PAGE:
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kgreen

1926 Buick barn find

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http://www.jalopyjournal.com/forum/showthread.php?t=863325

Perusing another forum and ran in to the above post. This guy found what is reported to be a '26 Buick that looks absolutely restorable as it is very complete. I'm alerting Buick owners to a potential opportunity to save a Buick rather than see it chopped and modded in the hands of others. This is not my car, I am not an agent, this car would be in better hands here than on the jalopyjournal forum. The guy already confessed to having too many other projects, can an avid Buick enthusiast pry this car loose?

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Wow, first post!

I specifically joined this forum to submit the above thread. My first car was a 40 series 1940 Buick. I loved that car and have recently wanted another. I got stuck on Fords lately as they are a lot less expensive to restore. Someday I may get my Buick...

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Thanks for posting this here - maybe someone will rescue the Buick and keep it from having the top chopped and a big block engine dropped in it. I posted my comments on the jalopy journal about saving a car that is complete and restorable rather than making a rat-rod out of it.

My remarks on their forum:

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[TD=class: alt2]Originally Posted by fortynut viewpost.gif

I agree 'nothing is too nice to rod'. That said, I think cutting up a rare car that would be more valuable to posterity restored should be part of the equation in how it is dealt with by the owner. Most Early Fords can be had, reproduced in virgin metal from about every year that make desirable hot rods. Thus a '32 Ford Coupe is more abundant than any year early Buick. If children in the future are going to have any idea of what the past was like, there should be a few trees left standing, as well as a handful of old cars that haven't been 'hot rodded'. I know this is heresy to say, but it is true; and I know I won't win any popularity contests by saying it. But, somebody does. We need to save a few old cars in the condition they were found in, or restored to what they were like 'back when'. The same goes for representative vehicles from our passion, which is why I am looking at stuff in the 'traditional section'. Not all of us think it should have a small block Chevy and drive at Freeway speeds. Old is good, even with hot rods.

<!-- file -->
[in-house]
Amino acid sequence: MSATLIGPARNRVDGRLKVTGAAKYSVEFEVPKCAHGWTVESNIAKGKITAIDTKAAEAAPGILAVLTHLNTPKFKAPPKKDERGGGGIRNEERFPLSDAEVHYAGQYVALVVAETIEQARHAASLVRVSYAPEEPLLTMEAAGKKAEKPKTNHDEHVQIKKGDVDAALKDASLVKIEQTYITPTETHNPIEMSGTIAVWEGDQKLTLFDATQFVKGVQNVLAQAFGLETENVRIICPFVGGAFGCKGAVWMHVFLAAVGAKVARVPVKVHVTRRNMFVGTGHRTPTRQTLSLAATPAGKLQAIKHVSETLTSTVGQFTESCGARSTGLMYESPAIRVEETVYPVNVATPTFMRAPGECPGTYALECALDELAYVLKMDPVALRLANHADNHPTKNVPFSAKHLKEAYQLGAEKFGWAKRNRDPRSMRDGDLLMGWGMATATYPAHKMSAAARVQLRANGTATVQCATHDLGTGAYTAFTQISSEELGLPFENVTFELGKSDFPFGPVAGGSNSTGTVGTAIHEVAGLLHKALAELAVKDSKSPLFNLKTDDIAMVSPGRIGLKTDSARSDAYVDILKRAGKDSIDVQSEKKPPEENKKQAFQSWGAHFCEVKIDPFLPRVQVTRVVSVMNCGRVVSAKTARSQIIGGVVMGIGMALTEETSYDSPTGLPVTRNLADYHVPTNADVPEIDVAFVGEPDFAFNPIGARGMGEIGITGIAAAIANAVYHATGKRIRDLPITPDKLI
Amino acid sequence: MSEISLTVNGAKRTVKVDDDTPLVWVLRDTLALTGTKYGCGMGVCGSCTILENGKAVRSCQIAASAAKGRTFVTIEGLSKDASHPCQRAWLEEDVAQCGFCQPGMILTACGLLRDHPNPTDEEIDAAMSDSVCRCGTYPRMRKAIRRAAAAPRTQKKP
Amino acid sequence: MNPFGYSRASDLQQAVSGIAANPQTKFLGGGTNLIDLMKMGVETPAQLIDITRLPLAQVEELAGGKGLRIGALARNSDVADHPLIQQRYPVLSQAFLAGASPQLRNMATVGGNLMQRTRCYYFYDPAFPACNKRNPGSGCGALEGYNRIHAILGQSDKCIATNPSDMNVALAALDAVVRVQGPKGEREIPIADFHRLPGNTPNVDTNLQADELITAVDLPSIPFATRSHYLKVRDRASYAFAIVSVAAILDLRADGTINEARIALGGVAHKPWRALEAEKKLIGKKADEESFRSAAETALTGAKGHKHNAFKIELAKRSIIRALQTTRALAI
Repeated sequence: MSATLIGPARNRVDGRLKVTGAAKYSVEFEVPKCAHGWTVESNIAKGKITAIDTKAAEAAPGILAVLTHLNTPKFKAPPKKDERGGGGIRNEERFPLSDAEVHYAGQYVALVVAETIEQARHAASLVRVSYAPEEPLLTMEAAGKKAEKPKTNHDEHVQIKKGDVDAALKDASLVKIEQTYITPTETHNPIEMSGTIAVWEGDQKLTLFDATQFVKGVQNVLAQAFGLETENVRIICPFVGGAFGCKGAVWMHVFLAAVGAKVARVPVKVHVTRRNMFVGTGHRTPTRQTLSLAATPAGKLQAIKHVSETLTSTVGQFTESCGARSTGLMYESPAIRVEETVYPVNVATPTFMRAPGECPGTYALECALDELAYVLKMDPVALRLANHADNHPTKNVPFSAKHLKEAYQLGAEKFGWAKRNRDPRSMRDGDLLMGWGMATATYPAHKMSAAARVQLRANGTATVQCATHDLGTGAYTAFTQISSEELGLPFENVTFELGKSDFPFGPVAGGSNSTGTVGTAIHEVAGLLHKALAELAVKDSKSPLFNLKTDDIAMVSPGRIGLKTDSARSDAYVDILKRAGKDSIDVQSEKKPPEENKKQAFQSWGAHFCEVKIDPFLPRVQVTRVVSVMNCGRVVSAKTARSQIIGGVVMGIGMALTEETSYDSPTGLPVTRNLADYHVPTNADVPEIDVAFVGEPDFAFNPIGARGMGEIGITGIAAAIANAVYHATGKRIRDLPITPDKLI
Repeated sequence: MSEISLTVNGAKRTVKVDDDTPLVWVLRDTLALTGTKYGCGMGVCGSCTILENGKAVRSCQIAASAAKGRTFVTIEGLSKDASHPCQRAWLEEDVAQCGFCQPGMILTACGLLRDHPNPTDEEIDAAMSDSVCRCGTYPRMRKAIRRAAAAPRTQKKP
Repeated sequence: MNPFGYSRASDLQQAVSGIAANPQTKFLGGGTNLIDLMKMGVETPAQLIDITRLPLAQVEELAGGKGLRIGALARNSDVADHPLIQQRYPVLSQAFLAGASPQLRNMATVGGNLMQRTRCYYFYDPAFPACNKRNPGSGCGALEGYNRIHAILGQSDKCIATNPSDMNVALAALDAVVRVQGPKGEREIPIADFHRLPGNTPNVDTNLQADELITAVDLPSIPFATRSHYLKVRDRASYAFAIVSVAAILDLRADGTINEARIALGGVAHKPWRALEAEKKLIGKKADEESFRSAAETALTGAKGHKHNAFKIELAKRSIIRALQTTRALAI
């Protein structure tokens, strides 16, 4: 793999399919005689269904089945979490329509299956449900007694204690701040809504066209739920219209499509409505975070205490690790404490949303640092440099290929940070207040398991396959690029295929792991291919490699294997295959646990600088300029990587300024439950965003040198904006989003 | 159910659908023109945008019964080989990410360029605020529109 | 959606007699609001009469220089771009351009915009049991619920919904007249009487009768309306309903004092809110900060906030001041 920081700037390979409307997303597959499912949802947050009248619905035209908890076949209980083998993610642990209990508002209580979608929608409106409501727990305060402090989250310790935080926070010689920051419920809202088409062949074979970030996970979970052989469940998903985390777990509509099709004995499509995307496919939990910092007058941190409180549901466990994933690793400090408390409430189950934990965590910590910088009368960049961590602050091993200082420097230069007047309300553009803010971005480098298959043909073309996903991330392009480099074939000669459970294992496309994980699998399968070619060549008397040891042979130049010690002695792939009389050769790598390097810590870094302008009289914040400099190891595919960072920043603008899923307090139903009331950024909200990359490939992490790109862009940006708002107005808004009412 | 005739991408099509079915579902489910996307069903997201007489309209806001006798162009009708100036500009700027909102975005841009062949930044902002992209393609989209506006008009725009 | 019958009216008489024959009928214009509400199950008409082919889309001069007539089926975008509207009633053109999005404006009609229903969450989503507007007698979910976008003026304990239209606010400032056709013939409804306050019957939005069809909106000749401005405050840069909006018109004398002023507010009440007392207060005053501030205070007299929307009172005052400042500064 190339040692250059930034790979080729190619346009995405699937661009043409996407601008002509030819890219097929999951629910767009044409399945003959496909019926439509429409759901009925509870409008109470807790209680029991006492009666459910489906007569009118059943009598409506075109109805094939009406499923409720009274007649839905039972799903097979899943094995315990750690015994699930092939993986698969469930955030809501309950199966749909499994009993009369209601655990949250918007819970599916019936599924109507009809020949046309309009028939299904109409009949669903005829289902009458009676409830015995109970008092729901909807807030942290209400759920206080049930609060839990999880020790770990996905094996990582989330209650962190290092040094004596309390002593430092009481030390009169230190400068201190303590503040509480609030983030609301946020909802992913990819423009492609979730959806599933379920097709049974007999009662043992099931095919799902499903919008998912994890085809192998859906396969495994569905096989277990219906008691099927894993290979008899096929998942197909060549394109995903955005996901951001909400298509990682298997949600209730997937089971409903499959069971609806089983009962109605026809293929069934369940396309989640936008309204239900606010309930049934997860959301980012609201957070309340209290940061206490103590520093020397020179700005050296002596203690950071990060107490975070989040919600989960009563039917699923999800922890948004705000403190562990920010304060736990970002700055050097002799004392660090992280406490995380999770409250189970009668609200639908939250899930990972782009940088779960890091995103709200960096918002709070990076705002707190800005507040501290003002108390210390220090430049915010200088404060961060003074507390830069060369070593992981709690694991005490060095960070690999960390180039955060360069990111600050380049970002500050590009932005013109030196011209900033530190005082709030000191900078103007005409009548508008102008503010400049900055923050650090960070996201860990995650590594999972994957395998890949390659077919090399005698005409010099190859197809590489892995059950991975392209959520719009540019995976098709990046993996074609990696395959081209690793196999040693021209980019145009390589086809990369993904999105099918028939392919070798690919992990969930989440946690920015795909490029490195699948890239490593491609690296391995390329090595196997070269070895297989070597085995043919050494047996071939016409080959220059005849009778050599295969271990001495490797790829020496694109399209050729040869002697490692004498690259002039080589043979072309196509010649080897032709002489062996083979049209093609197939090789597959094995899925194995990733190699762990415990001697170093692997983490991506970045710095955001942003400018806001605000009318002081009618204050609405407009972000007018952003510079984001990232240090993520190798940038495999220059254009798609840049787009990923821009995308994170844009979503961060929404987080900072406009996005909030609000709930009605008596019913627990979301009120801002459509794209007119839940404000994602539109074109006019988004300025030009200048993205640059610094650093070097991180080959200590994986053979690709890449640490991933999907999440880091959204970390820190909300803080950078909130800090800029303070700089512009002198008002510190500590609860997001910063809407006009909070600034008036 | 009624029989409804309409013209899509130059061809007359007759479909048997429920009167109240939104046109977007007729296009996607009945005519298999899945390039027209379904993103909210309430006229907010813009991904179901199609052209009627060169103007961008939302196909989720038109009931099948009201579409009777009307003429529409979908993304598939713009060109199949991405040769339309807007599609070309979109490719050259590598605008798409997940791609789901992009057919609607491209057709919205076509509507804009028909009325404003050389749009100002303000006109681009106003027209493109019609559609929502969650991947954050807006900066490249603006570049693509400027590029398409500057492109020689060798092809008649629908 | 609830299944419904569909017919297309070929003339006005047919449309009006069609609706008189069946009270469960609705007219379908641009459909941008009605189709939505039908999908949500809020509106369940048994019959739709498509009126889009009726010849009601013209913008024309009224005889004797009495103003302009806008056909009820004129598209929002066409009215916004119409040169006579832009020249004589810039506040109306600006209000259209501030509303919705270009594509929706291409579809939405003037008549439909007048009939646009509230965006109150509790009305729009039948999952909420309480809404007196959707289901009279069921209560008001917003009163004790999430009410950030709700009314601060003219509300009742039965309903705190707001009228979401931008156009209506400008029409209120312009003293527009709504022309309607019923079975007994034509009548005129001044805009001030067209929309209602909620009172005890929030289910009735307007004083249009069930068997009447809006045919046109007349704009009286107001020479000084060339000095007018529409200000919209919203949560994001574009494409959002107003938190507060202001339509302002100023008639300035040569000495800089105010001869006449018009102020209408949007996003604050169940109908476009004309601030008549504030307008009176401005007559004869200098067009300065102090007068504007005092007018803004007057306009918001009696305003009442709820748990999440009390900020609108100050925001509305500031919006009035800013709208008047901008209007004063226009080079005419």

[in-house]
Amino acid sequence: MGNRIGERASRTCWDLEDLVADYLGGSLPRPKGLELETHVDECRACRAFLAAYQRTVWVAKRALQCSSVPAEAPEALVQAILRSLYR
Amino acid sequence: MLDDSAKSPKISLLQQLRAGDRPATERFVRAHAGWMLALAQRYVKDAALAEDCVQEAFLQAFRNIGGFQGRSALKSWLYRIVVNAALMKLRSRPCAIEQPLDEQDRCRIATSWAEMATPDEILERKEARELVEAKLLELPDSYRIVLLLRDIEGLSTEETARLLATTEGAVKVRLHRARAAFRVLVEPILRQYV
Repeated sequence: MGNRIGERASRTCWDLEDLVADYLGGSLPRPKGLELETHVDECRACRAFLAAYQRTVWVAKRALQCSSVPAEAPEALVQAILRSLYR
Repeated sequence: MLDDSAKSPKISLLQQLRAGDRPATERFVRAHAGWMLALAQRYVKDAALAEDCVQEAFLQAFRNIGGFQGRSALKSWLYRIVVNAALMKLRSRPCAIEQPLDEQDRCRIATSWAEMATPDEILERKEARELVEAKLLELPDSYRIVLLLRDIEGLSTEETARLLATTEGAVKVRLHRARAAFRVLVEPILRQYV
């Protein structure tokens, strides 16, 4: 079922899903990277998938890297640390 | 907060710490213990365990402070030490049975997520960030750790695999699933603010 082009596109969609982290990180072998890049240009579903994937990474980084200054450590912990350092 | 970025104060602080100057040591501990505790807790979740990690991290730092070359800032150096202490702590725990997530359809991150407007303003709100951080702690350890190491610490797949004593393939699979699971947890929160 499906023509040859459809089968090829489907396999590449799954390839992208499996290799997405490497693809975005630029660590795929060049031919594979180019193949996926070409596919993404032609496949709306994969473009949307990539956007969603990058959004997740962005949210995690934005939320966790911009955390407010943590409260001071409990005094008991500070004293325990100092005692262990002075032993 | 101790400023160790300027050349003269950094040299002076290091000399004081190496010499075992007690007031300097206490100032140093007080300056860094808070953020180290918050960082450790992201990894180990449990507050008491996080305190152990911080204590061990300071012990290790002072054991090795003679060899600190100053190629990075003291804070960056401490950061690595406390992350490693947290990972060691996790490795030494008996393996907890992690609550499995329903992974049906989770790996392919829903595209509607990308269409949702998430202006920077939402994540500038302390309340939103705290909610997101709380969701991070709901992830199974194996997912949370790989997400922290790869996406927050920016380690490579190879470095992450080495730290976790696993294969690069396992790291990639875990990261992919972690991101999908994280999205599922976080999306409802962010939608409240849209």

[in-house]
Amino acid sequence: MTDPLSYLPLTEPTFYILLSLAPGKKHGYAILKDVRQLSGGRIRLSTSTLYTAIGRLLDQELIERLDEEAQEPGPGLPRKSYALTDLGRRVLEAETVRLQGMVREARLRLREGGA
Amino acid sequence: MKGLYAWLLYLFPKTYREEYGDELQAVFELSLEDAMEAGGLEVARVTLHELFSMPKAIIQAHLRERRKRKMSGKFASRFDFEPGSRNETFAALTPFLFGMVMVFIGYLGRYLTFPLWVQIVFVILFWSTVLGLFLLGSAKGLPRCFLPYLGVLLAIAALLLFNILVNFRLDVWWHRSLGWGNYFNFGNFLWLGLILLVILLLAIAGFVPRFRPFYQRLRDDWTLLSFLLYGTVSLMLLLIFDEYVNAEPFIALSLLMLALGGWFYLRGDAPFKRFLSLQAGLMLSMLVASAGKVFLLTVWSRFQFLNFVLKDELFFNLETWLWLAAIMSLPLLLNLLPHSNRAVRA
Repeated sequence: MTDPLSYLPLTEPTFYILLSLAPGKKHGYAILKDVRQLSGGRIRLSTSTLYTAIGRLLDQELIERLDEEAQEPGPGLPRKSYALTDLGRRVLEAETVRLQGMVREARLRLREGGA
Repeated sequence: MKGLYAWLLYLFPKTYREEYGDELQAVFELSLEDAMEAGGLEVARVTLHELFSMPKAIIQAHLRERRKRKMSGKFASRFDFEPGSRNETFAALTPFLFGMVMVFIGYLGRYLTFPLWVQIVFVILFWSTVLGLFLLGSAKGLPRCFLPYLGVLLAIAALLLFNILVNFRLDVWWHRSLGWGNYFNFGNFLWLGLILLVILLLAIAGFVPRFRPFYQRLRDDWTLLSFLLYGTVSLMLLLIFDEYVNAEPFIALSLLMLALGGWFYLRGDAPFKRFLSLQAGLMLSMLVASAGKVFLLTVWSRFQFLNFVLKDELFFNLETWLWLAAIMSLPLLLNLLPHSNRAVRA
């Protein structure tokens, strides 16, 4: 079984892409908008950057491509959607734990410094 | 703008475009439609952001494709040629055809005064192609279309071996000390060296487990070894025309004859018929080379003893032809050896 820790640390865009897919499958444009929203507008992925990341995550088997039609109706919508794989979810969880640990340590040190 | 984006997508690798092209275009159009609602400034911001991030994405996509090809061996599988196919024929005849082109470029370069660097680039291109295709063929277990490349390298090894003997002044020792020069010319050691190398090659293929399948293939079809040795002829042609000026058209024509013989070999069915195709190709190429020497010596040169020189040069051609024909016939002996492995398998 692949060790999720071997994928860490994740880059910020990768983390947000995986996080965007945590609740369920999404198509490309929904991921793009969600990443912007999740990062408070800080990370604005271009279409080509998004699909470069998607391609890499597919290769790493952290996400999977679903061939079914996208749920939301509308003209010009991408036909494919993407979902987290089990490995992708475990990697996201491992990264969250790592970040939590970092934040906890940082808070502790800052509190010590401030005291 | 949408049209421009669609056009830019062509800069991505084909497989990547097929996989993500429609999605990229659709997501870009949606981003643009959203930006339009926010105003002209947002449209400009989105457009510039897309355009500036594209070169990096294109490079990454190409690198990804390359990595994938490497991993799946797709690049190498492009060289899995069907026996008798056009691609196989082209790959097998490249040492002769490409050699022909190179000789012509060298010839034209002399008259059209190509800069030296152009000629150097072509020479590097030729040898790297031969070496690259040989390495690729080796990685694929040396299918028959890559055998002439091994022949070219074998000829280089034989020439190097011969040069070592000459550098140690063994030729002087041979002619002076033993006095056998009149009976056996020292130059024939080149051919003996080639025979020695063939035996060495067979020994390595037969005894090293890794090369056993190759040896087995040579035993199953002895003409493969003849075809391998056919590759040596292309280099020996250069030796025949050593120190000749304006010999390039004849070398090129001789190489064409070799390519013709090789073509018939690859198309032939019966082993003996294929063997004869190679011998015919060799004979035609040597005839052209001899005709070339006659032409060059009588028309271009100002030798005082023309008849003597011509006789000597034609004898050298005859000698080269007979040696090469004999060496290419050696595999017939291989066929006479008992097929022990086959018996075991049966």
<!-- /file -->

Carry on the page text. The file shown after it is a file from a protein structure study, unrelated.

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Fortynut:

Amen to that - knowing everyone on this forum is here for a reason . . . most of you like modified cars, I am committing heresy to say it but that car is too rare to cut up. I have a 1922 Buick Roadster which they only made 7,600 of 92 years ago and according to the Buick Club of America there are only three left of my body style. I'm restoring it back to original. There are plenty of rusted out bodies lying out in fields or in barns that can be rat-rodded. Think of the millions of Fords produced back in the day that are still out there waiting to be found. This one is complete and should be preserved. Sell it to a restorer who is interested in a complete car and use the money to either buy a body that you can rod with a new chassis, hot engine, etc.